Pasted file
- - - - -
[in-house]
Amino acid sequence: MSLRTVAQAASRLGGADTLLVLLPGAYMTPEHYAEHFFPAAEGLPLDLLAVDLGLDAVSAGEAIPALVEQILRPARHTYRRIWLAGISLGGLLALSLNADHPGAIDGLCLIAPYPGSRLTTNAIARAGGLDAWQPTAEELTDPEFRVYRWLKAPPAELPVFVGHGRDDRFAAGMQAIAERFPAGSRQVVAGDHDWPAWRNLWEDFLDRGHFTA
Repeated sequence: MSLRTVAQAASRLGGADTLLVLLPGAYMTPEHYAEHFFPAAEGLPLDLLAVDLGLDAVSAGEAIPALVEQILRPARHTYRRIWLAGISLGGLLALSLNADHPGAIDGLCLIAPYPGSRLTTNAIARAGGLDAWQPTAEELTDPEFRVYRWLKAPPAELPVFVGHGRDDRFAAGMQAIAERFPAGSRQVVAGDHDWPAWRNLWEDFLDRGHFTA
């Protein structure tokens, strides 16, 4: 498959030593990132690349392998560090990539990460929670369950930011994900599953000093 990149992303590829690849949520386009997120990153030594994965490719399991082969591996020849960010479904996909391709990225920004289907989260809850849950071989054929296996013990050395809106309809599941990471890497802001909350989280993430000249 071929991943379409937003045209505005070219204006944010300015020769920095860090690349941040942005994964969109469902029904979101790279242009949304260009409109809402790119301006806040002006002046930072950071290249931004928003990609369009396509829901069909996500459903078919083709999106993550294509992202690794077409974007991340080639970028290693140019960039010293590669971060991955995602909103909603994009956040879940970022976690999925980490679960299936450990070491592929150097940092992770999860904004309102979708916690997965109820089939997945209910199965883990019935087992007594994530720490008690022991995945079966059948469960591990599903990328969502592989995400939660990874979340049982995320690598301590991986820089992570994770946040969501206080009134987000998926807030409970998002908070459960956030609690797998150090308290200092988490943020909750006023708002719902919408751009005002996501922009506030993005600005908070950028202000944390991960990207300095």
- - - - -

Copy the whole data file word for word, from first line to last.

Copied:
[in-house]
Amino acid sequence: MSLRTVAQAASRLGGADTLLVLLPGAYMTPEHYAEHFFPAAEGLPLDLLAVDLGLDAVSAGEAIPALVEQILRPARHTYRRIWLAGISLGGLLALSLNADHPGAIDGLCLIAPYPGSRLTTNAIARAGGLDAWQPTAEELTDPEFRVYRWLKAPPAELPVFVGHGRDDRFAAGMQAIAERFPAGSRQVVAGDHDWPAWRNLWEDFLDRGHFTA
Repeated sequence: MSLRTVAQAASRLGGADTLLVLLPGAYMTPEHYAEHFFPAAEGLPLDLLAVDLGLDAVSAGEAIPALVEQILRPARHTYRRIWLAGISLGGLLALSLNADHPGAIDGLCLIAPYPGSRLTTNAIARAGGLDAWQPTAEELTDPEFRVYRWLKAPPAELPVFVGHGRDDRFAAGMQAIAERFPAGSRQVVAGDHDWPAWRNLWEDFLDRGHFTA
């Protein structure tokens, strides 16, 4: 498959030593990132690349392998560090990539990460929670369950930011994900599953000093 990149992303590829690849949520386009997120990153030594994965490719399991082969591996020849960010479904996909391709990225920004289907989260809850849950071989054929296996013990050395809106309809599941990471890497802001909350989280993430000249 071929991943379409937003045209505005070219204006944010300015020769920095860090690349941040942005994964969109469902029904979101790279242009949304260009409109809402790119301006806040002006002046930072950071290249931004928003990609369009396509829901069909996500459903078919083709999106993550294509992202690794077409974007991340080639970028290693140019960039010293590669971060991955995602909103909603994009956040879940970022976690999925980490679960299936450990070491592929150097940092992770999860904004309102979708916690997965109820089939997945209910199965883990019935087992007594994530720490008690022991995945079966059948469960591990599903990328969502592989995400939660990874979340049982995320690598301590991986820089992570994770946040969501206080009134987000998926807030409970998002908070459960956030609690797998150090308290200092988490943020909750006023708002719902919408751009005002996501922009506030993005600005908070950028202000944390991960990207300095």